The English national side are moving swiftly towards a watershed moment. With the core of their side (Gerrard, Lampard, Cole and Carrick) all nearing international retirement, the next group of players to break into the side will likely remain there for the next decade.
In light of this, the focus on the Premier League’s young, English midfielders is building: players like Tom Cleverly, Ross Barkley and, most of all, Jack Wilshere have been touted as the next to take the mantle from the current generation.
However, there is a player in particular who seems to have all the credentials to fill this gap, yet none of the plaudits – Jordan Henderson. The Liverpool man has been in outstanding form this season as part of a midfield trio in which he is the ‘water-carrier,’ and is displaying potential deserving of a place alongside Gerrard in the national set up. Still judged by most fans as having crumpled under the pressure of the alleged £20m transfer which brought him to Liverpool, Henderson’s blistering form this season has gone largely unnoticed next to that of Wilshere and Barkley.
Looking at the statistics, however, one would find that Henderson has eclipsed his counterparts in almost every field. When it comes to distribution, Henderson is second to none. He has a pass completion rate of 87%, and creates roughly two goal scoring chances per game. In comparison, Wilshere and Barkley create 1.3 and 0.9 per game respectively. Defensively, Henderson’s output grossly outweighs that of his rivals, making double the amount of blocks and interceptions of Wilshere, with Barkley making only one quarter of the blocks that Henderson does. The only areas in which Henderson is surpassed by the other two are successful dribbles and goals scored, which are arguably the least important for the ‘water-carrier’.
Of course, pure statistics are to be taken with a pinch of salt (after all, Chico Flores has the second highest pass accuracy in the league). Looking at Liverpool this season, however, it is clear that Henderson is not simply a statistical anomaly like Joe “95% pass accuracy” Allen was in 2011/12. His tenacity and desire to win are not dissimilar to those held by his captain, Steven Gerrard over the last 15 years. It is clear that Rodgers has developed Henderson into the engine which his flair players run off of, an instrument which could be extremely advantageous to the England side of the near future. With players like Walcott, Sturridge, Oxlade-Chamberlain and Sterling all focused primarily on attack, a player of Henderson’s ilk is pivotal for the side to function, especially with players such as Wilshere and Barkley also looking to take on the defense like the aforementioned attackers.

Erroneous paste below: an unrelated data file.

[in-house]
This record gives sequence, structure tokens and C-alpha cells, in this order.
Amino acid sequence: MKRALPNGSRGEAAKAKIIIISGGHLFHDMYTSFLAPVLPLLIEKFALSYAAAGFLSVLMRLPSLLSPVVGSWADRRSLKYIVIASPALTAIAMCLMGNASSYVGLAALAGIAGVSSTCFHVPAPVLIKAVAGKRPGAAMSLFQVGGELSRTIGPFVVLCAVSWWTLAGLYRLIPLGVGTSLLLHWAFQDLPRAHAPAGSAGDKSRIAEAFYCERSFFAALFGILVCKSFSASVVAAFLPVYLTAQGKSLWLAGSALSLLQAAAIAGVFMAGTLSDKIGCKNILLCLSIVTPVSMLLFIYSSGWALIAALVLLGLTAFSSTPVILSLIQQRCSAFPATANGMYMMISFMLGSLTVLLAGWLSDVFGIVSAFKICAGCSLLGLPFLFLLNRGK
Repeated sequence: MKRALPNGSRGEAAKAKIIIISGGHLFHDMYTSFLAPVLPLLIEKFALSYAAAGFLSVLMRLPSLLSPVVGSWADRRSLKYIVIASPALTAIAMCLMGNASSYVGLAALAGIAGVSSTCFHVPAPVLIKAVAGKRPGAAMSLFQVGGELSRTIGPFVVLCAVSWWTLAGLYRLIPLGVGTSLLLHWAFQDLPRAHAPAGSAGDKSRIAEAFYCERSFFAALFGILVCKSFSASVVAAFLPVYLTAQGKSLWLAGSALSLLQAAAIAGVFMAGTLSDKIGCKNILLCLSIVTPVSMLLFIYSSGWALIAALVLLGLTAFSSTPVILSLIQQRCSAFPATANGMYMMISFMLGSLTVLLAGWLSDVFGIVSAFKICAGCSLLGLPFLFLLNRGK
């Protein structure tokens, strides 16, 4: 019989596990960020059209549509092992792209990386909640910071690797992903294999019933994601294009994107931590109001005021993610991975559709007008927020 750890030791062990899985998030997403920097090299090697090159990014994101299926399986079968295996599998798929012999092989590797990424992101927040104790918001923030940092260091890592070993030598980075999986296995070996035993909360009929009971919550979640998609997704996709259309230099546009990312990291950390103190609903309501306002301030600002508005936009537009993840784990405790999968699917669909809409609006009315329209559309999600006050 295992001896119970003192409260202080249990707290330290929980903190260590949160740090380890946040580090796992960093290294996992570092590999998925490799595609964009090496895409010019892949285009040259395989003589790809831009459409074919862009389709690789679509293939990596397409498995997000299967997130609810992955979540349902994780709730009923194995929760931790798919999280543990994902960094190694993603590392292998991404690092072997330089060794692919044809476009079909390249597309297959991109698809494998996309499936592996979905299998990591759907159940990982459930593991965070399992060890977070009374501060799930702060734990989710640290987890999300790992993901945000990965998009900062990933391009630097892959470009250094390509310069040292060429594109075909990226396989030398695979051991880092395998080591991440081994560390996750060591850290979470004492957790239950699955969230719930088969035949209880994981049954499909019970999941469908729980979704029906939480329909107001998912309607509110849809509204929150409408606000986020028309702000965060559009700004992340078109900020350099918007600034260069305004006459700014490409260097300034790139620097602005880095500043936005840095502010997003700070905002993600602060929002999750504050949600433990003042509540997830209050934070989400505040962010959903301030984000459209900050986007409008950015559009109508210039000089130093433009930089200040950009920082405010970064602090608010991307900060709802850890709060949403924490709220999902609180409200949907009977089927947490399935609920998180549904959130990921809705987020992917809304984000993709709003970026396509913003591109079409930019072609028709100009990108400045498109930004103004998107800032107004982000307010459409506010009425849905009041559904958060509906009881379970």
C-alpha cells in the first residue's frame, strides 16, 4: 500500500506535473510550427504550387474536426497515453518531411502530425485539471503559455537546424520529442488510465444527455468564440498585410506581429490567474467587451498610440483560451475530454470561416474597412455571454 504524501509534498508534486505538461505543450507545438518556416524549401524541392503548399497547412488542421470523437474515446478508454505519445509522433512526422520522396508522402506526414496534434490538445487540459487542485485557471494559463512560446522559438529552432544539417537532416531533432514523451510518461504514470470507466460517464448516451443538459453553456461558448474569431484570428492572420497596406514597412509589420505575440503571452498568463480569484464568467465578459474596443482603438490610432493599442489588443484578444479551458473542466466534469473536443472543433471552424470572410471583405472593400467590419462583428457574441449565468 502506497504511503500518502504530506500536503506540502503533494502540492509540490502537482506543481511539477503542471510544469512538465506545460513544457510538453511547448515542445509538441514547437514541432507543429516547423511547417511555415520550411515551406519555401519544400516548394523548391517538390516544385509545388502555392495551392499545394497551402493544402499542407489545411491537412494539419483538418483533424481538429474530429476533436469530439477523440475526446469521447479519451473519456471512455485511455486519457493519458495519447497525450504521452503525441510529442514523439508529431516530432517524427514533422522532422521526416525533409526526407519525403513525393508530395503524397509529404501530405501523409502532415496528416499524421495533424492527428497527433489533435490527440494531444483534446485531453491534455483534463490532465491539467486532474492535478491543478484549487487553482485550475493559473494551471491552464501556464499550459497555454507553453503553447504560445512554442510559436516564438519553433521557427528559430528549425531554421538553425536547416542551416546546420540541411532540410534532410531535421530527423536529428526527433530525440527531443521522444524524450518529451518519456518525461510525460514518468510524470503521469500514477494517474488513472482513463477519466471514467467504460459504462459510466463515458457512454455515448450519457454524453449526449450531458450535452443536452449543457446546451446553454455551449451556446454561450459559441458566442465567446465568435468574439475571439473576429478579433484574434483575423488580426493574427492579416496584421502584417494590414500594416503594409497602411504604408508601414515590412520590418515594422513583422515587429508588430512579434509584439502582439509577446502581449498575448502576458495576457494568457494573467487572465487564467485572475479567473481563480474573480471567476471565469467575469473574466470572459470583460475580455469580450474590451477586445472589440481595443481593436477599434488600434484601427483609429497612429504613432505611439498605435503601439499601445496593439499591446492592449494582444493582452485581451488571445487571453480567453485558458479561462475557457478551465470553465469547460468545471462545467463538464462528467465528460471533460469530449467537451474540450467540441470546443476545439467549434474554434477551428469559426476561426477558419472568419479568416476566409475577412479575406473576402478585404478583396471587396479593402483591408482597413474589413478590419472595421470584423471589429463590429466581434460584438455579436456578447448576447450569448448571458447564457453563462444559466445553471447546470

That is not to say that those players will not, too, be future England stars. Wilshere’s tenacity and sheer desire to win was the prevailing image for Arsenal in their 5-1 drubbing at Anfield at the beginning of the month. It is clear that Wilshere is essentially the adhesive holding the Arsenal midfield together in situations such as that, when ‘fair weather players’ such as Özil crumble and simply go through the motions until the final whistle. Alongside a player such as Henderson, Wilshere could flourish. Placing him alongside a fellow playmaker, however, could make the English midfield as unbalanced as it was when Gerrard and Lampard played together.
Despite my detestation of the word, I will allow myself to call the potential Henderson-Wilshere partnership a ‘double pivot’, in which Henderson does the leg work, closing down the opposition’s midfielders, while Wilshere distributes the ball to the wings or takes on the opposition’s defense. The importance of Henderson’s potential role in such a system would be impossible to exaggerate, and something which I feel the current England side are missing in their game. They are more a group of individuals than a cohesive unit, not due to egotism, but rather due to an inappropriate foil in midfield in Michael Carrick, and earlier Frank Lampard.
For me, Henderson’s role in the next English set up will dispel any doubt in the minds of fans still unconvinced by him. With the likes of Barkley, Sturridge and Walcott coming to the fore in the near future, I hope that there won’t be a desire among English fans to see a group of individual talents meshed together ineffectively, but rather an understanding that, while not likely to find himself bearing down on goal, Henderson will work tirelessly and effectively to ensure that others do.